Seamus Coleman has suffered a double break in his leg and will have to have screws inserted to ensure the injury heals following a horrific tackle from Wales defender Neil Taylor during a heated World Cup qualifier.
Coleman was due to have an operation on Saturday morning and will then begin a long rehabilitation programme. Ireland’s captain was felled by a terrible challenge from Taylor in the second-half of the goalless draw in Dublin, left the pitch on a stretcher and was given oxygen by medical staff.
It is understood the 28 year-old has broken both the tibia and fibula bones in his lower right leg and the Everton full-back was in a lot of pain immediately after the incident on Friday night.
Coleman was taken immediately to hospital, where manager Martin O’Neill and assistant manager Roy Keane were able to visit him on Friday night.
O’Neill was diplomatic when asked about the tackle straight after the game, but the Ireland manager is likely to be far more critical when he speaks to the media ahead of Tuesday night’s friendly against Iceland.
Coleman, who was made captain by O’Neill after the retirement of Robbie Keane last summer, is expected to be out of action for at least six months, but has been buoyed by the news that other players have made a full recovery from similar injuries in the last few years.
There has been intense criticism of Taylor’s tackle, both in Ireland and in England, particualry as it came just a few seconds after Gareth Bale was extremely fortunate not to be shown a red card for an equally bad, studs-up lunge which connected with John O’Shea just below the knee.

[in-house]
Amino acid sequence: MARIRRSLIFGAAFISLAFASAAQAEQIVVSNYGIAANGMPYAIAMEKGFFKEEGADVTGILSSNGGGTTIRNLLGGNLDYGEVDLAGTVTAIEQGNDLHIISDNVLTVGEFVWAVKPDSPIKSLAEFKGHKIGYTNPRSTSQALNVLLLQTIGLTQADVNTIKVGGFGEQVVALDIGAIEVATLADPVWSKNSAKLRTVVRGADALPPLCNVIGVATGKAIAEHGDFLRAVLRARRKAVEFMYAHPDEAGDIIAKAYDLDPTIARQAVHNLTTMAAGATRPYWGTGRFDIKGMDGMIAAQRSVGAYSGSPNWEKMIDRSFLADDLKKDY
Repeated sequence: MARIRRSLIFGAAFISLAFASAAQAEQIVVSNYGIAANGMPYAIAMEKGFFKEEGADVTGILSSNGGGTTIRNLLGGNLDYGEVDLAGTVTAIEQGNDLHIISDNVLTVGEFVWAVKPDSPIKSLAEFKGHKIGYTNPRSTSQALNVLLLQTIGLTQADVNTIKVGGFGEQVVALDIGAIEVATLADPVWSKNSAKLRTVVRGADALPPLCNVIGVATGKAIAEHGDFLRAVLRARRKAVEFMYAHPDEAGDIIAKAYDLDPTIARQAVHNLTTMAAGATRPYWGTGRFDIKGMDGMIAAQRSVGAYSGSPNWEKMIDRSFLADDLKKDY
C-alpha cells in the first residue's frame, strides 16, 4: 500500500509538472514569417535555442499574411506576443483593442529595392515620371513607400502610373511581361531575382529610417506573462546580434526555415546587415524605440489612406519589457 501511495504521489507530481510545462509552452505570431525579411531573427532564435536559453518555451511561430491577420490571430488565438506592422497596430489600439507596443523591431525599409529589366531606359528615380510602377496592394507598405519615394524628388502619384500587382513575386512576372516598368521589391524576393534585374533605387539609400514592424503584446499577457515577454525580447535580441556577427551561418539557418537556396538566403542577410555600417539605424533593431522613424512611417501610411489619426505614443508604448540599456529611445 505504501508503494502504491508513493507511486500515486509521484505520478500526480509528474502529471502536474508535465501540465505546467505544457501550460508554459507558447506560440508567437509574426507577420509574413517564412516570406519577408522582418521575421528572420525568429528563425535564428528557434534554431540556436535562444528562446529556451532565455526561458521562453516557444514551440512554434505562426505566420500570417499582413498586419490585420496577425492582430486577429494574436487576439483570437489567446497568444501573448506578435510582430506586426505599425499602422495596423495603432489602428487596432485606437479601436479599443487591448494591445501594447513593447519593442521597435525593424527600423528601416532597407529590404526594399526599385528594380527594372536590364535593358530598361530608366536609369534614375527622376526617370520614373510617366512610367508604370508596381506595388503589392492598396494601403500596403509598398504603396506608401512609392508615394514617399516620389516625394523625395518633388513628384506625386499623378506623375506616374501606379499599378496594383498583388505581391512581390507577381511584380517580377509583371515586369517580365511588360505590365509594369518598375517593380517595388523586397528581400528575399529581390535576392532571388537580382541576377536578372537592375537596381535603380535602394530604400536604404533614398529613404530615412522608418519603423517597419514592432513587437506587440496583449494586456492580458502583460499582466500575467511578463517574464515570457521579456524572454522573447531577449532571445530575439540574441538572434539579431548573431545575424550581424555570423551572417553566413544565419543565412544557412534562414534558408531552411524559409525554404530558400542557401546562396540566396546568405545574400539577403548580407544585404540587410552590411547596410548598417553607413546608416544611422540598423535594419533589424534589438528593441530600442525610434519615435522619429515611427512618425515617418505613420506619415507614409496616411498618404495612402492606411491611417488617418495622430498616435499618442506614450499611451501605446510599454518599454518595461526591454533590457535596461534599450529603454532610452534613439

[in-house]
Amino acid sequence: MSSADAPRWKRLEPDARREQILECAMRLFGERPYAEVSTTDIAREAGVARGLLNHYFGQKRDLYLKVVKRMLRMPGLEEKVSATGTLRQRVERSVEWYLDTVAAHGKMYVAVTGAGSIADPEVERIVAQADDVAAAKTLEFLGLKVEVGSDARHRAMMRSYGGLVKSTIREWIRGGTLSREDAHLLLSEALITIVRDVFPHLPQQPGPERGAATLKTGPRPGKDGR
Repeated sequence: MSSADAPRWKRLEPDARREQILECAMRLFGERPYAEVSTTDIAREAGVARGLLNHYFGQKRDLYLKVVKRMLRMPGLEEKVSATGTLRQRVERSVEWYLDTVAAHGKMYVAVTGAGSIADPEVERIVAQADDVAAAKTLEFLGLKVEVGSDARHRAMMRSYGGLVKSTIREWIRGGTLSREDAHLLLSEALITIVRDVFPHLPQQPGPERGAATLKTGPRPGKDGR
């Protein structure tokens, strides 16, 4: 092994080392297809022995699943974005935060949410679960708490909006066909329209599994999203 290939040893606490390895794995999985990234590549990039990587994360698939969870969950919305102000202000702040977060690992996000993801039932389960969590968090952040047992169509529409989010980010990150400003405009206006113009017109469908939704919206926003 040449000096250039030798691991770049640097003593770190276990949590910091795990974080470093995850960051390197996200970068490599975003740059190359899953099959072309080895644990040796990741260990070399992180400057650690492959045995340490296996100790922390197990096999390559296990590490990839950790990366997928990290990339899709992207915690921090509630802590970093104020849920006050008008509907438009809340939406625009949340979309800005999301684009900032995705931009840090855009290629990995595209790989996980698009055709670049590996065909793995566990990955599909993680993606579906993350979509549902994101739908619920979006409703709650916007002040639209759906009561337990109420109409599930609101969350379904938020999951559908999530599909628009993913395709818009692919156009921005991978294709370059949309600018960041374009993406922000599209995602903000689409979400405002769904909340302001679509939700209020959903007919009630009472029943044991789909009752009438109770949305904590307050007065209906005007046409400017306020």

Taylor immediately apologised to the Ireland bench after his red card and also tried to do the same to Ireland’s players after a bad-tempered game.
Wales manager Chris Coleman has also been caught up in the controversy as he claimed Ireland’s players had also been guilty of several bad tackles in the game as he tried to defend his players.
The former centre-back was adamant Taylor had not meant to hurt Coleman, resorting to the usual “he is not that type of player” defence while claiming he had not seen the tackle being made, only the aftermath.
He also infuriated members of the Irish media by indicating that Wales would appeal the yellow card shown to Bale for the O’Shea challenge, even though bookings can only be erased in cases of mistaken identity and it probably should have been a red card given how reckless the Real Madrid star had been.